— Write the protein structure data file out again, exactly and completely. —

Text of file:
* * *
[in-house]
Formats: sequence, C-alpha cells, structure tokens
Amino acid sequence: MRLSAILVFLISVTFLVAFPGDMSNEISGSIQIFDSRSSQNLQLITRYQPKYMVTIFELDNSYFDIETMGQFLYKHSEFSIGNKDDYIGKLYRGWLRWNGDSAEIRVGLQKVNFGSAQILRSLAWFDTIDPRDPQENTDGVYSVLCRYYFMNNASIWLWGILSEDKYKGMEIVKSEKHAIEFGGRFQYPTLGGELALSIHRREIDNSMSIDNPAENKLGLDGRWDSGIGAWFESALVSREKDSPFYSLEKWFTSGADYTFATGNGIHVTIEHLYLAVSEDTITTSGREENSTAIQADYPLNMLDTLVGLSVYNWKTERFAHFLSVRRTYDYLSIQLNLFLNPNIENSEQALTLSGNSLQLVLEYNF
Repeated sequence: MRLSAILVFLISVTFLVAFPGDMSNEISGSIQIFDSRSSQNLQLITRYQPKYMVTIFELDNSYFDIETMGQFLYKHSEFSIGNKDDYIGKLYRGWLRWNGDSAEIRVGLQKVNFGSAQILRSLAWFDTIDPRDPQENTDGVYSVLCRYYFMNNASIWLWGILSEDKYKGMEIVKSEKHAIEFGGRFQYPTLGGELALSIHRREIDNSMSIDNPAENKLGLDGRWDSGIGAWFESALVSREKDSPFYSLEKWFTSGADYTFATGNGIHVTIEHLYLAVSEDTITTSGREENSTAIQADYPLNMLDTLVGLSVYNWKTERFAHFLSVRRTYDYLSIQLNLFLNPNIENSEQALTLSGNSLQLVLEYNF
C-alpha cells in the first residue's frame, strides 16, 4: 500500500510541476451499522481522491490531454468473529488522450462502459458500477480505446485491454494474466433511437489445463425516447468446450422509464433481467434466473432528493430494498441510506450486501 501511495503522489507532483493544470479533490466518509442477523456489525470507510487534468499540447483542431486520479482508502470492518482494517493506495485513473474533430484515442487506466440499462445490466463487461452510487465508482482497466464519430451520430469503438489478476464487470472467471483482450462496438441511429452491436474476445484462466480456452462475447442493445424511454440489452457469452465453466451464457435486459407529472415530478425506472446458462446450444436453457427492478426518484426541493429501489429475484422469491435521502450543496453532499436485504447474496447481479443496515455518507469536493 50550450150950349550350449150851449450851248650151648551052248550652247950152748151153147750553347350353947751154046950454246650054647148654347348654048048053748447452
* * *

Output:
[in-house]
Formats: sequence, C-alpha cells, structure tokens
Amino acid sequence: MRLSAILVFLISVTFLVAFPGDMSNEISGSIQIFDSRSSQNLQLITRYQPKYMVTIFELDNSYFDIETMGQFLYKHSEFSIGNKDDYIGKLYRGWLRWNGDSAEIRVGLQKVNFGSAQILRSLAWFDTIDPRDPQENTDGVYSVLCRYYFMNNASIWLWGILSEDKYKGMEIVKSEKHAIEFGGRFQYPTLGGELALSIHRREIDNSMSIDNPAENKLGLDGRWDSGIGAWFESALVSREKDSPFYSLEKWFTSGADYTFATGNGIHVTIEHLYLAVSEDTITTSGREENSTAIQADYPLNMLDTLVGLSVYNWKTERFAHFLSVRRTYDYLSIQLNLFLNPNIENSEQALTLSGNSLQLVLEYNF
Repeated sequence: MRLSAILVFLISVTFLVAFPGDMSNEISGSIQIFDSRSSQNLQLITRYQPKYMVTIFELDNSYFDIETMGQFLYKHSEFSIGNKDDYIGKLYRGWLRWNGDSAEIRVGLQKVNFGSAQILRSLAWFDTIDPRDPQENTDGVYSVLCRYYFMNNASIWLWGILSEDKYKGMEIVKSEKHAIEFGGRFQYPTLGGELALSIHRREIDNSMSIDNPAENKLGLDGRWDSGIGAWFESALVSREKDSPFYSLEKWFTSGADYTFATGNGIHVTIEHLYLAVSEDTITTSGREENSTAIQADYPLNMLDTLVGLSVYNWKTERFAHFLSVRRTYDYLSIQLNLFLNPNIENSEQALTLSGNSLQLVLEYNF
C-alpha cells in the first residue's frame, strides 16, 4: 500500500510541476451499522481522491490531454468473529488522450462502459458500477480505446485491454494474466433511437489445463425516447468446450422509464433481467434466473432528493430494498441510506450486501 501511495503522489507532483493544470479533490466518509442477523456489525470507510487534468499540447483542431486520479482508502470492518482494517493506495485513473474533430484515442487506466440499462445490466463487461452510487465508482482497466464519430451520430469503438489478476464487470472467471483482450462496438441511429452491436474476445484462466480456452462475447442493445424511454440489452457469452465453466451464457435486459407529472415530478425506472446458462446450444436453457427492478426518484426541493429501489429475484422469491435521502450543496453532499436485504447474496447481479443496515455518507469536493 50550450150950349550350449150851449450851248650151648551052248550652247950152748151153147750553347350353947751154046950454246650054647148654347348654048048053748447452